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Restoration of Patent – How to Guide?


Last Updated on May 18, 2024 by G.Durghasree B.A.B.L (Hons)

A patent is granted for a twenty-year term starting on the date the patent was filed. The patentee must pay the renewal fee through the date of possession as indicated by the patent office, as per section 53 of the Indian Patent Act. If the patent holder does not pay the renewal or maintenance fees within the allotted time period by the Patent and Trademark Office, the patent will expire.

For the third year, the renewal fee, as stated in the first schedule, must be paid before the second year’s expiration date from the patent date. The renewal fee must then be paid before the beginning of every year that follows. However, through submitting a plea for an extension of time, this period may be extended by an extra six months. The renewal fee must be paid within three months of the date of recording in the patent registration or within the extended period but not later than nine months from the recording date if the patent application is still pending or if the patent has been granted after the expiration of two years from the date of filling.

Process of Restoration: The Lapsed Patent

The lapsed patent can be restored as per the following process:

  1. In accordance with Section 60 and Rule 84, the patent holder or his legal representative shall apply for the restoration of the lapsed patent.
  2. The application must be submitted in less than eighteen months of the lapse date. However, under Patent Rules Rule 138, the Controller may ask for a one-month extension at their discretion.
  3. Send in the necessary document along with the necessary sum of money, which is INR 2400/12000 for natural persons, startups, and other non-small entities, respectively.
  4. Provide compelling evidence that the failure to pay the renewal or maintenance fee was an accidental omission.
  5. A statement outlining the circumstances that resulted in the failure to pay the renewal fee must be included with the application. Copies of all relevant documents and supporting documentation may be used to support this assertion.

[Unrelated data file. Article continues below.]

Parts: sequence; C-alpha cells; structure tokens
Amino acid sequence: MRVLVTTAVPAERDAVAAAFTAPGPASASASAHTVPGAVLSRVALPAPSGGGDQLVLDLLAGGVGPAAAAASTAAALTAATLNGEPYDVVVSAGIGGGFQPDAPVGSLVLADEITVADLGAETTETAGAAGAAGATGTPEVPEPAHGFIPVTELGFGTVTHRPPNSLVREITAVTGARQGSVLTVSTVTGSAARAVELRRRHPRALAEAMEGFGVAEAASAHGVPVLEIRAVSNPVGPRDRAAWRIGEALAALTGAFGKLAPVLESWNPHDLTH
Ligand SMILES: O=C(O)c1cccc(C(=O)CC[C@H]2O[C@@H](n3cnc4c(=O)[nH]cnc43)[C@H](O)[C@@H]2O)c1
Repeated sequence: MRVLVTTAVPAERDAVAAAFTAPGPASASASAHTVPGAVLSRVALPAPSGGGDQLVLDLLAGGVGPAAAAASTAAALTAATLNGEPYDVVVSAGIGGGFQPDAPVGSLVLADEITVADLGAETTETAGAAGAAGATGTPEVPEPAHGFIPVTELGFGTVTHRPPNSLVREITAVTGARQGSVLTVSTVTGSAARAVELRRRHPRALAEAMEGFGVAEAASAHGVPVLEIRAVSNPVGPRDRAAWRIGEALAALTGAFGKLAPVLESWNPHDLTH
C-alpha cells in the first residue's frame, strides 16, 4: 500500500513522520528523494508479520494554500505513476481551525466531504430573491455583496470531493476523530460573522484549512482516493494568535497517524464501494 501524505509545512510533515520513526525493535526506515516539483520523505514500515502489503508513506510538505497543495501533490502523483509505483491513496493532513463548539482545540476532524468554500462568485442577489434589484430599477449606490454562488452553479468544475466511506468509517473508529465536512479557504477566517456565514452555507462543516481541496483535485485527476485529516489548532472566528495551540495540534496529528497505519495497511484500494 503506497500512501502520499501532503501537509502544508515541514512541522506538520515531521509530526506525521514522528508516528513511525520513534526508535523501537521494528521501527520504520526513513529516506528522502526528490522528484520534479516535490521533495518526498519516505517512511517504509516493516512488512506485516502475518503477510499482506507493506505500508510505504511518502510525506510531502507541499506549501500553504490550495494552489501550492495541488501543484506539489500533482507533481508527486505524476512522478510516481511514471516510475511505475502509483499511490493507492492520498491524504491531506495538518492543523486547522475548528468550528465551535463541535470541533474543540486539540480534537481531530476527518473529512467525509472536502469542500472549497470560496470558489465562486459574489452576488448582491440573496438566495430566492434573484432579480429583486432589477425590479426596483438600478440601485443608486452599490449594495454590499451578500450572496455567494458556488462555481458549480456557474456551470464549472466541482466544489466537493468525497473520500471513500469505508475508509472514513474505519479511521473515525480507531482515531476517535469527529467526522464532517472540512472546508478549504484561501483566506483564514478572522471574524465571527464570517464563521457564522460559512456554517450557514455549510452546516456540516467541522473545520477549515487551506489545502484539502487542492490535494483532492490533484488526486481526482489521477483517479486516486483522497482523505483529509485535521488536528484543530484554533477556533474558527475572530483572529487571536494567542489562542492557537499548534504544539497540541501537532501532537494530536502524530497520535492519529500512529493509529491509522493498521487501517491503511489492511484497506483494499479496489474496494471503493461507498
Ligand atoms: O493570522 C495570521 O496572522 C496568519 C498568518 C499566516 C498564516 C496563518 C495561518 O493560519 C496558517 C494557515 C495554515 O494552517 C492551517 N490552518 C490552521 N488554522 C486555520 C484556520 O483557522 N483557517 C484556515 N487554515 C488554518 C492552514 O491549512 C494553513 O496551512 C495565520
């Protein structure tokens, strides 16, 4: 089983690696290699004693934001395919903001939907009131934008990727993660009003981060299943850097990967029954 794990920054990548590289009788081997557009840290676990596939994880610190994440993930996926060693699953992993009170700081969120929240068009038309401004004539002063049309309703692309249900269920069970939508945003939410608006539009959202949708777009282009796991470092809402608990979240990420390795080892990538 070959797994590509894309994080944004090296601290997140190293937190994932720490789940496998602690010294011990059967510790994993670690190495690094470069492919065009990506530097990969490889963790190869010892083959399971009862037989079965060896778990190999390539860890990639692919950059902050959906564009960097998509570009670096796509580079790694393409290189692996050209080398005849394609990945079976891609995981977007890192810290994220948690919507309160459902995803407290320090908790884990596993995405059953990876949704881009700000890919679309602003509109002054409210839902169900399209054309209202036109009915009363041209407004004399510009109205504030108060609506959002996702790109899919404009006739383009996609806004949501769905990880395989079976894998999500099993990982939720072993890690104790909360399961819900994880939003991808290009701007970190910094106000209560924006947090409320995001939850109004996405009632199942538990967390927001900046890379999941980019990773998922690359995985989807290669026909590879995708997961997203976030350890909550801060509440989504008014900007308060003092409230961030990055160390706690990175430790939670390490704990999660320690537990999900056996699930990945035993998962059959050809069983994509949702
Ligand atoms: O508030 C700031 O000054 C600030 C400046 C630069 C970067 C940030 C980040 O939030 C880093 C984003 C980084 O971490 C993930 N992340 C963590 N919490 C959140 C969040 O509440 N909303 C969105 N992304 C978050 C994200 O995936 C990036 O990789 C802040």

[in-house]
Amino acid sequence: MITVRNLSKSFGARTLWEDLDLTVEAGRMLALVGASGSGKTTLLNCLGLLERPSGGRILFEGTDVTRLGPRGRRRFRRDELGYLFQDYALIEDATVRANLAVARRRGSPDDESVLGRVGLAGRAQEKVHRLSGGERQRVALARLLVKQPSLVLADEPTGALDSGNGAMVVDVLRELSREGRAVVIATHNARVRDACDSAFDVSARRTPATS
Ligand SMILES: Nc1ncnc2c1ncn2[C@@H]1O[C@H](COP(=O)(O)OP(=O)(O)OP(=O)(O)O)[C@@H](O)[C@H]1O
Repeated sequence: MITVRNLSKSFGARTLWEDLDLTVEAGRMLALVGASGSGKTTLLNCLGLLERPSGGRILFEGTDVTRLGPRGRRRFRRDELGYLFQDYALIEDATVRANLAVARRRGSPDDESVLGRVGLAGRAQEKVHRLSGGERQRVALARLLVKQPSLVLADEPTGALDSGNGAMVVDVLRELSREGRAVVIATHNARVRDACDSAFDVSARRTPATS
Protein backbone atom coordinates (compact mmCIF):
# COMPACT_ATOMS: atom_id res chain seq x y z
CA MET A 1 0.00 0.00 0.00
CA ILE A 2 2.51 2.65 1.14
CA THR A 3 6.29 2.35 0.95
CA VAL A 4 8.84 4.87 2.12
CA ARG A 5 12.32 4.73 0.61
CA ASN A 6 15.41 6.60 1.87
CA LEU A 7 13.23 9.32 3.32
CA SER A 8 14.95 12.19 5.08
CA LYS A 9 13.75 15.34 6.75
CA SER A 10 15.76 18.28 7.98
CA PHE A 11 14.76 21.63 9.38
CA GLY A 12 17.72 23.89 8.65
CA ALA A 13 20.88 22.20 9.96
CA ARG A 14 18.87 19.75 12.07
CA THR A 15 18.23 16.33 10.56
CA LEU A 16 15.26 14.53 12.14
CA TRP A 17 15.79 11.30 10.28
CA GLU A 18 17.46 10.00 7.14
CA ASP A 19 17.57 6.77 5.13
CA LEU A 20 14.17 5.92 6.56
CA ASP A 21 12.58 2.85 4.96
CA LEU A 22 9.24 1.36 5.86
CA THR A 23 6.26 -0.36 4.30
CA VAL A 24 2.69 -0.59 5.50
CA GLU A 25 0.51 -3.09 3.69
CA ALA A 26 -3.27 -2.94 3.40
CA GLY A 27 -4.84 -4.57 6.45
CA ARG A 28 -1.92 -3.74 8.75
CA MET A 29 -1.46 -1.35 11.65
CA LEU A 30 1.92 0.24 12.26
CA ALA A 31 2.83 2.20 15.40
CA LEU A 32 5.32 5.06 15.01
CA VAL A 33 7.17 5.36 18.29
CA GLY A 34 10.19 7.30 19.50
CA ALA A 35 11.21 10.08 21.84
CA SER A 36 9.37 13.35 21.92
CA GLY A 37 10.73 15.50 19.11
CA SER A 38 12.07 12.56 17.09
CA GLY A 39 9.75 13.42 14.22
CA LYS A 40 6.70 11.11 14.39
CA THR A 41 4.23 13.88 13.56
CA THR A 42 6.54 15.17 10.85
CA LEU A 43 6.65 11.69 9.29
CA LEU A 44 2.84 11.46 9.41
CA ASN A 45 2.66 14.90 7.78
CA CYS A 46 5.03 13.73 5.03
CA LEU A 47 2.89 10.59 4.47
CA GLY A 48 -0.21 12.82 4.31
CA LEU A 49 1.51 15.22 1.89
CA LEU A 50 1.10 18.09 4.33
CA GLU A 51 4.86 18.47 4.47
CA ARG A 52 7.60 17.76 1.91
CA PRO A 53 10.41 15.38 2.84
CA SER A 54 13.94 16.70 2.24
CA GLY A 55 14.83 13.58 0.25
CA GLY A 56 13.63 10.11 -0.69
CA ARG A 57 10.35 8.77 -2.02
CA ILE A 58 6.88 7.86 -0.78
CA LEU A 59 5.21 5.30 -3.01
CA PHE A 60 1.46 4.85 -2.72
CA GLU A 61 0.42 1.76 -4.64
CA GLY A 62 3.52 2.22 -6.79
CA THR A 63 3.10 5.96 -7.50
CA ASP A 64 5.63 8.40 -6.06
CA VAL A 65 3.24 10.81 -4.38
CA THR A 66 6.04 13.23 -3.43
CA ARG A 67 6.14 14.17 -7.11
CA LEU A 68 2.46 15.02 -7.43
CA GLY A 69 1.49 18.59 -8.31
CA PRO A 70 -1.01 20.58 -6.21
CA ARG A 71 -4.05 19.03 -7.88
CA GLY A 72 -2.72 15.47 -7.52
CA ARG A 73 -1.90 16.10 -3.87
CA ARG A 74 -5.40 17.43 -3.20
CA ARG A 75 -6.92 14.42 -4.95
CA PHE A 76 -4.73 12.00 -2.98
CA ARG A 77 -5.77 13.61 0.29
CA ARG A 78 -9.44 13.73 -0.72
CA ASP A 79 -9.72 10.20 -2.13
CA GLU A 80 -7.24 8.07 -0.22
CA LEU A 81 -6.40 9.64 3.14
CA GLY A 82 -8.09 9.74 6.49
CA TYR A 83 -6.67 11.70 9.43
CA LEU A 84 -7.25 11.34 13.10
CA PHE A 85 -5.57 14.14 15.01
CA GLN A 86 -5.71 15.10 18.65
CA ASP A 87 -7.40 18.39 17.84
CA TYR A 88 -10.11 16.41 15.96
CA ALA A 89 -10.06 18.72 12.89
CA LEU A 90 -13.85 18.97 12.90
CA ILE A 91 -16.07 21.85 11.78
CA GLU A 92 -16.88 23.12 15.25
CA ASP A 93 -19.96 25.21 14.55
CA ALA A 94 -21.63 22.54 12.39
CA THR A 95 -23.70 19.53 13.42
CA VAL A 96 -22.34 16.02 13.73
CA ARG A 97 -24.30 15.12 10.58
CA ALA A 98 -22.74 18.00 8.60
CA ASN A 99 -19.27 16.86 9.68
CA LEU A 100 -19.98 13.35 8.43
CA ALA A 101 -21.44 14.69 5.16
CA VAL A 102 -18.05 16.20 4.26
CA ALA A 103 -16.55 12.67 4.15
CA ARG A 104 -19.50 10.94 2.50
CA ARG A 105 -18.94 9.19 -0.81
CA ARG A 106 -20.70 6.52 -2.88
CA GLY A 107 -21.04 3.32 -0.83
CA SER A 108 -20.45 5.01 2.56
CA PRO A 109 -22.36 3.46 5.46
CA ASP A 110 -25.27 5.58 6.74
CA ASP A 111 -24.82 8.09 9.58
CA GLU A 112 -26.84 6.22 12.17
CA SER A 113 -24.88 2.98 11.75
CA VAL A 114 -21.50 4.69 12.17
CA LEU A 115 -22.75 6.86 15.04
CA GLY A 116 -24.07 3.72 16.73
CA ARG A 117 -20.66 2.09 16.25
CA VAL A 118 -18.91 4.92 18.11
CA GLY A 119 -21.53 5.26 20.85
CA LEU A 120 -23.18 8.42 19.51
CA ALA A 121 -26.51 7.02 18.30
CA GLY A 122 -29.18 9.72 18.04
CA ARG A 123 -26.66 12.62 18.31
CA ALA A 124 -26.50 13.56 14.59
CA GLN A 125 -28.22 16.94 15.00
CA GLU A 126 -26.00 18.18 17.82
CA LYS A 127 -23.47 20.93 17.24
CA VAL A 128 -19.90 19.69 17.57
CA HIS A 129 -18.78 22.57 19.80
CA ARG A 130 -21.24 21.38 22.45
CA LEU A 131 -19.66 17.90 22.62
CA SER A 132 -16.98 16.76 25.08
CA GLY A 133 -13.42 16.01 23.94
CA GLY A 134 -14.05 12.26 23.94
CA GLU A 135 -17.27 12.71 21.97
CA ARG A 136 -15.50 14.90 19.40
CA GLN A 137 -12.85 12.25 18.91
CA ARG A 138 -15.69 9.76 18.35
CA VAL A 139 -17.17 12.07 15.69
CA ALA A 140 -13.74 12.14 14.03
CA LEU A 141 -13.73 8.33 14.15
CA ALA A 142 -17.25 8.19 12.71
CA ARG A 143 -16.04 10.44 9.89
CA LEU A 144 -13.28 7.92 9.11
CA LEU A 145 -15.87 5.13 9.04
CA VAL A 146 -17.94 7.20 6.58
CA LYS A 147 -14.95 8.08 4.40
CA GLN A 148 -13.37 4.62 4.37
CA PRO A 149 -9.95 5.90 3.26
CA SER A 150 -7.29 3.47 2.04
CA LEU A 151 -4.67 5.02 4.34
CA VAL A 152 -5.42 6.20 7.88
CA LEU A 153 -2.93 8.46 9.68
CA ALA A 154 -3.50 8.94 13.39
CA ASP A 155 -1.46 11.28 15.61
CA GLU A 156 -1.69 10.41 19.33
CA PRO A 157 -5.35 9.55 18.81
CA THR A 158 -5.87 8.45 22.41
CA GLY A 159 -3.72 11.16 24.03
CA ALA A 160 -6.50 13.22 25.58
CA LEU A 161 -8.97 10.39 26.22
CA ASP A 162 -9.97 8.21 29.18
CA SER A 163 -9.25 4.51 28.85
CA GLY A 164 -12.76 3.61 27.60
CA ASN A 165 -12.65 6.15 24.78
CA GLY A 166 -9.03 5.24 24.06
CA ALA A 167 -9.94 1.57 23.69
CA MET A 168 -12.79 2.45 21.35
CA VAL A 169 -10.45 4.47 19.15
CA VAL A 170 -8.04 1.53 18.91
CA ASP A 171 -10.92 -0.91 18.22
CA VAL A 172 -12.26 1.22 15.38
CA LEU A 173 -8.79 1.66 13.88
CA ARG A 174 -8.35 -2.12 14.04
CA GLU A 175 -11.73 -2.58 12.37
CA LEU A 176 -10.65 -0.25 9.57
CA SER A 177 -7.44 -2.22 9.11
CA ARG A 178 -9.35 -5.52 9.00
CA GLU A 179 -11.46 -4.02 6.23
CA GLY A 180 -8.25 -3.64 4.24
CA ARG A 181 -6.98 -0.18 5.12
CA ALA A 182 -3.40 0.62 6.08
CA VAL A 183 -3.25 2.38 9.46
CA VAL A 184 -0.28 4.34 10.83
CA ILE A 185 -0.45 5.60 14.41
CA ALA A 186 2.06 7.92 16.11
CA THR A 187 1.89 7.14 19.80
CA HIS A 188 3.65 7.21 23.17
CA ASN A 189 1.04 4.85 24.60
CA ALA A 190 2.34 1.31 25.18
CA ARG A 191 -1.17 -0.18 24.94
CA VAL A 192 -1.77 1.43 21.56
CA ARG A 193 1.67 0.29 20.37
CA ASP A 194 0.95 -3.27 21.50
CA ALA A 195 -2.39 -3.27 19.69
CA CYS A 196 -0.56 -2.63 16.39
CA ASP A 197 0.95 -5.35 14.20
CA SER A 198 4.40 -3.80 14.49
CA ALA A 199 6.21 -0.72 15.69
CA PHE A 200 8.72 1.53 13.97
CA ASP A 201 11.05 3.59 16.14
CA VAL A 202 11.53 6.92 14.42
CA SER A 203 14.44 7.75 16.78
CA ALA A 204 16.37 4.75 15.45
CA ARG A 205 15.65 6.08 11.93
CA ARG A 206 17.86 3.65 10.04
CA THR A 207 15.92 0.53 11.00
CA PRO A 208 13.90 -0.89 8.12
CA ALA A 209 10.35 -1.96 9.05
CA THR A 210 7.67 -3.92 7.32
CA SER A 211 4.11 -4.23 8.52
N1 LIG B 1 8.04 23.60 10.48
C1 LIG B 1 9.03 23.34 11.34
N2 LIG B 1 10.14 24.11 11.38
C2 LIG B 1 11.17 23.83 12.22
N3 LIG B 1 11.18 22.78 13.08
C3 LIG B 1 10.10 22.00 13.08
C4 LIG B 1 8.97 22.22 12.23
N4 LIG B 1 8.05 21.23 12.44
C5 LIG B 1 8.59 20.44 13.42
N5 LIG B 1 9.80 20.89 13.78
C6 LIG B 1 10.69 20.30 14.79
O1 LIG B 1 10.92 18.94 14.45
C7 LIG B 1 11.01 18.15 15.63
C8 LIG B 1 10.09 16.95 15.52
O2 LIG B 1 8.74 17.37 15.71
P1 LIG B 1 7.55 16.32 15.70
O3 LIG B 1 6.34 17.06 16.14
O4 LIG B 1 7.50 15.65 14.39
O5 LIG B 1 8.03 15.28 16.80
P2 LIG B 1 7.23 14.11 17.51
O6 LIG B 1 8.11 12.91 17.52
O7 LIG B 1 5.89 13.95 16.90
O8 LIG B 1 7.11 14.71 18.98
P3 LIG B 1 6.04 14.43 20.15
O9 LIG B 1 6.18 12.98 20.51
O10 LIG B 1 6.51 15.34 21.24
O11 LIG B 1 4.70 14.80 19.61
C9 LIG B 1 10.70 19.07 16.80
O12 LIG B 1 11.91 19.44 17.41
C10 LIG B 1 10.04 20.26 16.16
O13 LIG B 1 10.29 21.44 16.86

6. The patentee’s argument that there hasn’t been an unjustified delay in applying for restoration and that the nonpayment of the renewal fee was an inadvertent error must be supported by the relevant evidence.
  7. The Controller has the right to ask for more supporting records, like deeds, letters, etc.
  8. Even though he would have preferred to pay if he had known the actual situation, the patentee cannot argue that his deliberate decision to withhold payment was unintentional if he did so on the false assumption that he gained no benefit.
  9. Usually, the patentee is the one who must pay the fee; however, in certain situations, the Controller may accept actions taken by a licensee or agent in place of the patentee in complex business arrangements.
  10. The applicant is informed if the Controller does not believe that a prima facie case for restoration has been made out, and the application may be denied if the applicant does not submit a written notice within a month stating that he would like to be heard.

The Prospect of the Expired Patent Being Restored

The Controller reviews the data submitted by the patent holder in order to restore the patent. The Controller verifies that the case of nonpayment was sincere and accidental. Following the aforementioned review, if the Controller is convinced, the application and patent will be published in the official gazette in accordance with Rule 84(3).